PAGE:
As private insurance thins out toward a more catastrophic form, however, this dynamic can be expected to change, in two ways. First, facing a much larger share of the first-dollar cost of expensive therapies, patients will be much more price-sensitive than they are now. Second, having transferred most of the first-dollar risks to the beneficiaries, health plan sponsors will focus their cost containment efforts more sharply on the big-ticket items that represent an increasing share of their costs. The combined effect of these two sets of pressures will push back strongly against manufacturers’ pricing flexibility. Increasingly, the question of whether a high-cost technology is covered at all by an insurance plan will become the most important determinant of product economics.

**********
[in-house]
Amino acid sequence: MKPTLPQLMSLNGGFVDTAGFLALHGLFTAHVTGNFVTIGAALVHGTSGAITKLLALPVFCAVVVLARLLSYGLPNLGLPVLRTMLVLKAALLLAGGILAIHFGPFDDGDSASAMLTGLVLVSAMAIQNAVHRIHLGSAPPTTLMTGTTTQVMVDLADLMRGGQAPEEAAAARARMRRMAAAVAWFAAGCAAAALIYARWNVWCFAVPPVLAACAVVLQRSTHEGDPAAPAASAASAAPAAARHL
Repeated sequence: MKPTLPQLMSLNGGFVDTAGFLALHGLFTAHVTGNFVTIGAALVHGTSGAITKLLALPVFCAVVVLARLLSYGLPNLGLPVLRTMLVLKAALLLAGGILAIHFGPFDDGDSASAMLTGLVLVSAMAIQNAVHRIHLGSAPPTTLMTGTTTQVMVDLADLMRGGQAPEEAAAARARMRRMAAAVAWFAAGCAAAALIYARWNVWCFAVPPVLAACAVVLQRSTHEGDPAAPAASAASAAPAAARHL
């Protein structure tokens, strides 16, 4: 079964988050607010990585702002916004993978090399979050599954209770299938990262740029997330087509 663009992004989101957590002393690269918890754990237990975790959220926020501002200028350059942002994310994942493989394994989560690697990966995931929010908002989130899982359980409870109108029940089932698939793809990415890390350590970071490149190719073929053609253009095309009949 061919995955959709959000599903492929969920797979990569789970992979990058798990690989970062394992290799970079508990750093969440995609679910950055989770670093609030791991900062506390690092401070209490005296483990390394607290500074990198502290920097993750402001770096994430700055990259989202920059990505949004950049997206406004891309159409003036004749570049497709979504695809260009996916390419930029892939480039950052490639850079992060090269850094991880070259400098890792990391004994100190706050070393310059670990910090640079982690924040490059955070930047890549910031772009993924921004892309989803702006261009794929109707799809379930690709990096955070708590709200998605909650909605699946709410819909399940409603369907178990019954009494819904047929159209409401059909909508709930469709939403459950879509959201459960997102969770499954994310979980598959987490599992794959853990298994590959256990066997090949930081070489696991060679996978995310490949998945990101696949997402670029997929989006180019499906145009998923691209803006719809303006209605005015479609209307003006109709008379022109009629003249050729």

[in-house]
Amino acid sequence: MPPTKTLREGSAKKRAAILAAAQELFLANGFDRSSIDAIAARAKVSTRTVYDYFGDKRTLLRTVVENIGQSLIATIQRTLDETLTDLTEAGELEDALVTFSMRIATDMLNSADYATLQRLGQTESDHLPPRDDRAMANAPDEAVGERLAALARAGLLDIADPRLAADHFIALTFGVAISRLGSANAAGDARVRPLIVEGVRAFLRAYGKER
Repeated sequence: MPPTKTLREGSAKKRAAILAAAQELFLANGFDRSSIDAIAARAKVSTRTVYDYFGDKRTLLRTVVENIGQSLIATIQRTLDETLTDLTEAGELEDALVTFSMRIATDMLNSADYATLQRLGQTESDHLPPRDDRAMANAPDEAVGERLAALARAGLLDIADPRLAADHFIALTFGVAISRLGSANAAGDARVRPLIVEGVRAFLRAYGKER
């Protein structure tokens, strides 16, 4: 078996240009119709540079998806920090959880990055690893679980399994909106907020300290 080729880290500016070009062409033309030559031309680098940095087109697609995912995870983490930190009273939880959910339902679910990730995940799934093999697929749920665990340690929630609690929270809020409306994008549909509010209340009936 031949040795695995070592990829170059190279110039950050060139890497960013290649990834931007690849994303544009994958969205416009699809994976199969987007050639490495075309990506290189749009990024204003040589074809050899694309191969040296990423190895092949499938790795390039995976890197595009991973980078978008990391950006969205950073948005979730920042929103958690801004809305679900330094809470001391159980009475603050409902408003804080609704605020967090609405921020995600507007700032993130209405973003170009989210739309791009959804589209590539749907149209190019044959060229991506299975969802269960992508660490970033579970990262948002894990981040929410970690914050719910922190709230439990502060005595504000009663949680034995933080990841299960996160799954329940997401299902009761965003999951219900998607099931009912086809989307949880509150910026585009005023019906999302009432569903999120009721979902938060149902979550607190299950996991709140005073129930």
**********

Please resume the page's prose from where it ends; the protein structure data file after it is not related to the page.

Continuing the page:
Moran's thesis is that comprehensive health insurance is not sustainable, so it will gradually "thin out." Insurance companies will try to reduce coverage for expensive procedures. This in turn will force medical innovators to focus on either cost-saving therapies or lobbying efforts to get therapies covered by insurance.
In an email, Don Boudreaux pointed to a letter to the editor of the Boston Globe by a woman arguing that state-subsidized health insurance should be required to pay for infertility treatment. This is the sort of political issue that Moran would predict will heat up going forward.